We report a unified model, free of any adjustable parameter, for size-dependence of intrinsic diffusion activation energy of elements in crystals. It is found that as the size of the nanocrystals decreases, the diffusion activation energy of atoms decreases and the corresponding diffusion coefficient strongly increases due to the Arrhenius relationship between them, which leads to evident diffusion at the room temperature. The model prediction is in agreement with the experimental diffusion results of N into bcc Fe and Ag into Au nanoparticles.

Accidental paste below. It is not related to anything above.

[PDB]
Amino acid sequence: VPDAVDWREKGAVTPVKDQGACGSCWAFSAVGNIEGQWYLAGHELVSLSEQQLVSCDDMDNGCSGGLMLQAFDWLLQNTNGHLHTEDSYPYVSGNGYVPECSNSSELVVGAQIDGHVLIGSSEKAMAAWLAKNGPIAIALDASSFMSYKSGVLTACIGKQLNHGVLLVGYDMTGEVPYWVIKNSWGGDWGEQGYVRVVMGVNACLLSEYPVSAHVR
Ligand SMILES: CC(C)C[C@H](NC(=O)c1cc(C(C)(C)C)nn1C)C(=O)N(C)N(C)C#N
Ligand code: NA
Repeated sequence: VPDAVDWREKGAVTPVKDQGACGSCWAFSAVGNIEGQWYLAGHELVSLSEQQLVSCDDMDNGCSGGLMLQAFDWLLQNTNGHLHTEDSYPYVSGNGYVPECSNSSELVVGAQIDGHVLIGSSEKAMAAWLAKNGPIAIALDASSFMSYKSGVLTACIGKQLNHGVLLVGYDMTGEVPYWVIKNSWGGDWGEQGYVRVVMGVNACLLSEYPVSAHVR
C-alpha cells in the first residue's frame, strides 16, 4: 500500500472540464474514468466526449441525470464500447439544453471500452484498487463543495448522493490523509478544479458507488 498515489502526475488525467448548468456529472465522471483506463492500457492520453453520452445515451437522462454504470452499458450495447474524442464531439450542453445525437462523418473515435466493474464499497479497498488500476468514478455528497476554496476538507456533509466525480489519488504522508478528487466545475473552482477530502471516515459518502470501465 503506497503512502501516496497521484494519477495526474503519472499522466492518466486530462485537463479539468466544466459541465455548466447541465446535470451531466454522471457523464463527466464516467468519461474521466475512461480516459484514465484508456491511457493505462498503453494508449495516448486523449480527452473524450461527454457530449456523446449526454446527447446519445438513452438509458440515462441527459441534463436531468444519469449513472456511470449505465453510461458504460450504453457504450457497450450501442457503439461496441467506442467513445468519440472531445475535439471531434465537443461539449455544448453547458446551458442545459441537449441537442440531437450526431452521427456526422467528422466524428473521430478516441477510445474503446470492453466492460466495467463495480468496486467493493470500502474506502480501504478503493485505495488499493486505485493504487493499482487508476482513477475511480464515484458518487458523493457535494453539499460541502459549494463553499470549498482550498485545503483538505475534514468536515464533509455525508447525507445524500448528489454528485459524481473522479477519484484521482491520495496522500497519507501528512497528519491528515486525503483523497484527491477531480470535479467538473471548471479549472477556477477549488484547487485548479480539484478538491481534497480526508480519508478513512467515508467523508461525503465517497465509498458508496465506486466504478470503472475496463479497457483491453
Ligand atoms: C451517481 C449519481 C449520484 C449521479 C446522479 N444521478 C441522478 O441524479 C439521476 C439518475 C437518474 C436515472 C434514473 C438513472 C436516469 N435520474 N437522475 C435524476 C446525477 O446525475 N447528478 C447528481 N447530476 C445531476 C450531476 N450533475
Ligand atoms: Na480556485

The melting behavior of 0.1–10-nm-thick discontinuous indium films formed by evaporation on amorphous silicon nitride is investigated by an ultrasensitive thin-film scanning calorimetry technique. The films consist of ensembles of nanostructures for which the size dependence of the melting temperature and latent heat of fusion are determined. The relationship between the nanostructure radius and the corresponding melting point and latent heat is deduced solely from experimental results i.e., with no assumed model by comparing the calorimetric measurements to the particle size distributions obtained by transmission electron microscopy. It is shown that the melting point of the investigated indium nanostructures decreases as much as 110 K for particles with a radius of 2 nm. The experimental results are discussed in terms of existing melting point depression models. Excellent agreement with the homogeneous melting model is observed.